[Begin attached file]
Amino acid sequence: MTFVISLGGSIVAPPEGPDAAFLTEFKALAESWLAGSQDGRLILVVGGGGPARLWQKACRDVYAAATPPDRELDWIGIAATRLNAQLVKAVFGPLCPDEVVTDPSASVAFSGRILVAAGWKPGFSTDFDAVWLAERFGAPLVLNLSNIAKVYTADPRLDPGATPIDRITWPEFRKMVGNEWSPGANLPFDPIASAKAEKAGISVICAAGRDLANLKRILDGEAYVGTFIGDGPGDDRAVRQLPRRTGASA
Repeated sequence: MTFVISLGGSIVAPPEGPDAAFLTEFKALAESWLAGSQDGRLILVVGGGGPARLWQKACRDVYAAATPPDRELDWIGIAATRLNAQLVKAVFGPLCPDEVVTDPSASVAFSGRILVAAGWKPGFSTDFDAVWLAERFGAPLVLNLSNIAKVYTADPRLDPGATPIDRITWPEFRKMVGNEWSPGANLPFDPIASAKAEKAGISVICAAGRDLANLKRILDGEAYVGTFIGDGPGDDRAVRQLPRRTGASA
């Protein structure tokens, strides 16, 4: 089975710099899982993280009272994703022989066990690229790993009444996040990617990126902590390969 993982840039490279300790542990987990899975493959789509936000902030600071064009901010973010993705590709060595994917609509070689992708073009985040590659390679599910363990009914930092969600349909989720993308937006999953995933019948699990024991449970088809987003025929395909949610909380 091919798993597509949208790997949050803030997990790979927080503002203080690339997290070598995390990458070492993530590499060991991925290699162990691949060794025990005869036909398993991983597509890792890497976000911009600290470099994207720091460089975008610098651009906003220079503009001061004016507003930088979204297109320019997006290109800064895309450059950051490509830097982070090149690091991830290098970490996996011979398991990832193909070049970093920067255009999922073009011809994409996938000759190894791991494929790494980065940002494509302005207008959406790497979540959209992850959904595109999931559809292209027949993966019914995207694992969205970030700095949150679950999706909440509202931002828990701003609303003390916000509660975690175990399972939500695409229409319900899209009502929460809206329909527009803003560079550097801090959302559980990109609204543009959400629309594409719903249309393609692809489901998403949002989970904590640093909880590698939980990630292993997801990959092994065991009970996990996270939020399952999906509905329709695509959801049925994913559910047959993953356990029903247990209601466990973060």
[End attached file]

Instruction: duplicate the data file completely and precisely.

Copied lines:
Amino acid sequence: MTFVISLGGSIVAPPEGPDAAFLTEFKALAESWLAGSQDGRLILVVGGGGPARLWQKACRDVYAAATPPDRELDWIGIAATRLNAQLVKAVFGPLCPDEVVTDPSASVAFSGRILVAAGWKPGFSTDFDAVWLAERFGAPLVLNLSNIAKVYTADPRLDPGATPIDRITWPEFRKMVGNEWSPGANLPFDPIASAKAEKAGISVICAAGRDLANLKRILDGEAYVGTFIGDGPGDDRAVRQLPRRTGASA
Repeated sequence: MTFVISLGGSIVAPPEGPDAAFLTEFKALAESWLAGSQDGRLILVVGGGGPARLWQKACRDVYAAATPPDRELDWIGIAATRLNAQLVKAVFGPLCPDEVVTDPSASVAFSGRILVAAGWKPGFSTDFDAVWLAERFGAPLVLNLSNIAKVYTADPRLDPGATPIDRITWPEFRKMVGNEWSPGANLPFDPIASAKAEKAGISVICAAGRDLANLKRILDGEAYVGTFIGDGPGDDRAVRQLPRRTGASA
């Protein structure tokens, strides 16, 4: 089975710099899982993280009272994703022989066990690229790993009444996040990617990126902590390969 993982840039490279300790542990987990899975493959789509936000902030600071064009901010973010993705590709060595994917609509070689992708073009985040590659390679599910363990009914930092969600349909989720993308937006999953995933019948699990024991449970088809987003025929395909949610909380 091919798993597509949208790997949050803030997990790979927080503002203080690339997290070598995390990458070492993530590499060991991925290699162990691949060794025990005869036909398993991983597509890792890497976000911009600290470099994207720091460089975008610098651009906003220079503009001061004016507003930088979204297109320019997006290109800064895309450059950051490509830097982070090149690091991830290098970490996996011979398991990832193909070049970093920067255009999922073009011809994409996938000759190894791991494929790494980065940002494509302005207008959406790497979540959209992850959904595109999931559809292209027949993966019914995207694992969205970030700095949150679950999706909440509202931002828990701003609303003390916000509660975690175990399972939500695409229409319900899209009502929460809206329909527009803003560079550097801090959302559980990109609204543009959400629309594409719903249309393609692809489901998403949002989970904590640093909880590698939980990630292993997801990959092994065991009970996990996270939020399952999906509905329709695509959801049925994913559910047959993953356990029903247990209601466990973060």